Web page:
Question: What does a polarizer do that PP cannot?

Discussion in 'Digital Photography' started by cutsman, Oct 12, 2007.

  1. cutsman macrumors regular

    Jun 1, 2006
    So I've seen a number of photos on flickr and other sites taken using a circular polarizer and the results were pretty impressive, nice contrast, saturation, and clarity.. especially in the skies. Now this might be a dumb question with an obvious answer, but can't I obtain similar effects through post-processing without having to spend the money for a polarizer and without the loss of light?

  2. Scarlet Fever macrumors 68040

    Scarlet Fever

    Jul 22, 2005
    Not really. The polarisers can change the amount of light being reflected off something. To try to replicate that in PP would be near on impossible.

    There is a reason so many people spend the money buying polarising filters. If they could just do it in PP, they probably would.
  3. maxi macrumors regular

    May 23, 2006
    Buenos Aires, Argentina
    I guess I just come from a different age in photography, but I just want to be able to get as much done in the camera as possible.

    A circular polarizer affects your exposure in ways PP probably can't emulate (or it's just too time consuming). Using a polarizer is trivial (Just rotate until you like the effect) and really beneficial for daylight shooting.
  4. OreoCookie macrumors 68030

    Apr 14, 2001
    Sendai, Japan
    No, there is no way. There are many materials that reflect light depending on the polarization, you can't possibly emulate that.
  5. Westside guy macrumors 603

    Westside guy

    Oct 15, 2003
    The soggy side of the Pacific NW
    Here's a good real-world example of what a polarizer can do that can't really be emulated in post processing.

    Let's say you're standing by a lake, shooting a picture of the water near your feet. The sun is shining, so all you're getting is the glare of the sun off the surface of the water. Now if you pop your circular polarizer on your lens and rotate it, you can suddenly see all the fish that are in the water. (If you don't believe this, get some polarizing sunglasses and go down to a lake on a sunny day)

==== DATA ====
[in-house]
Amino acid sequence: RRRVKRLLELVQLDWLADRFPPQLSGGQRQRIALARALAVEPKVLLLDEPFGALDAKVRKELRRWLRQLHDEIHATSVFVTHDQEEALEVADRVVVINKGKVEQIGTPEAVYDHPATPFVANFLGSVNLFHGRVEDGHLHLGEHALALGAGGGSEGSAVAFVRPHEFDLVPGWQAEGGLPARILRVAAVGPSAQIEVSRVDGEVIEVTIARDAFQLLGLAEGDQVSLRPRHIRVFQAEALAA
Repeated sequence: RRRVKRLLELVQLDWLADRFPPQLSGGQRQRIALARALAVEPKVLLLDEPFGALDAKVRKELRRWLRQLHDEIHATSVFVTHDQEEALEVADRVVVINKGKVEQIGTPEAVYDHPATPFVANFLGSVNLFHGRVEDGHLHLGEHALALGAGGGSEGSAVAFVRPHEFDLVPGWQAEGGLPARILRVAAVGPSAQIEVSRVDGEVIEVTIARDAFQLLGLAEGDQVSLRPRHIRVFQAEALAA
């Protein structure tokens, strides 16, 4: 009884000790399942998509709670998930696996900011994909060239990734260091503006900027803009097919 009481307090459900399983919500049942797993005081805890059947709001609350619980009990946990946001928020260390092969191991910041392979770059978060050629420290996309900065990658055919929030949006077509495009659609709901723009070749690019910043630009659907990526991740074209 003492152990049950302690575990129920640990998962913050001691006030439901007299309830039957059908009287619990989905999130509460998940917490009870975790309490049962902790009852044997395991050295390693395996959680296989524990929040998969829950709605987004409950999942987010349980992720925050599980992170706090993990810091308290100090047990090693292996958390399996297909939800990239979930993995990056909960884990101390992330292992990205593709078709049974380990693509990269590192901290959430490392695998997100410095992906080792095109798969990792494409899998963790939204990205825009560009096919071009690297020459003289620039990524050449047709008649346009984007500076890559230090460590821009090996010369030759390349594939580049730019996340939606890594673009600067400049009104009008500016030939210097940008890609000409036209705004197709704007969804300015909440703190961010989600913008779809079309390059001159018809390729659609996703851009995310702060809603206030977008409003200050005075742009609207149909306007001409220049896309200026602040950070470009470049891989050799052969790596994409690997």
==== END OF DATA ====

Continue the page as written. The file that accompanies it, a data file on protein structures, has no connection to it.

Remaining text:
Now, admittedly, in post-processing you could cut down the sun's glare with curves or highlight reduction; and then you could paint in some fish. :D
  6. scubaj macrumors member

    Aug 30, 2007
    Good analogies here...and explanations. A polarizer reflects light differently, and while you can produce the color variations through post processing, some of the effects can't be duplicated in PP. Having said that, there is much that can be done in Photoshop, but why spend hours on an image trying to replicate something that a one time investment of $50-$150 would have addressed for a lifetime of imagery?
  7. Westside guy macrumors 603

    Westside guy

    Oct 15, 2003
    The soggy side of the Pacific NW
    Technically what a polarizer does is remove those light waves (okay, photons are particles, but anyway) that are oriented in one particular direction.

    Edit: Er, or is it that it only lets those through? Anyway it selectively blocks some of the light. :D
  8. Cave Man macrumors 604

    Cave Man

    Feb 12, 2007
    Neander Valley, Germany; just outside Duesseldorf
    Almost all my film filters are collecting dust. The only filters I have now are:

    1. Circular polarizer
    2. Neutral density
    3. Gradient neutral density

    These are the only ones that cannot be replicated in post processing (except with sequential exposures followed by HDR for 2 and 3).

Share This Page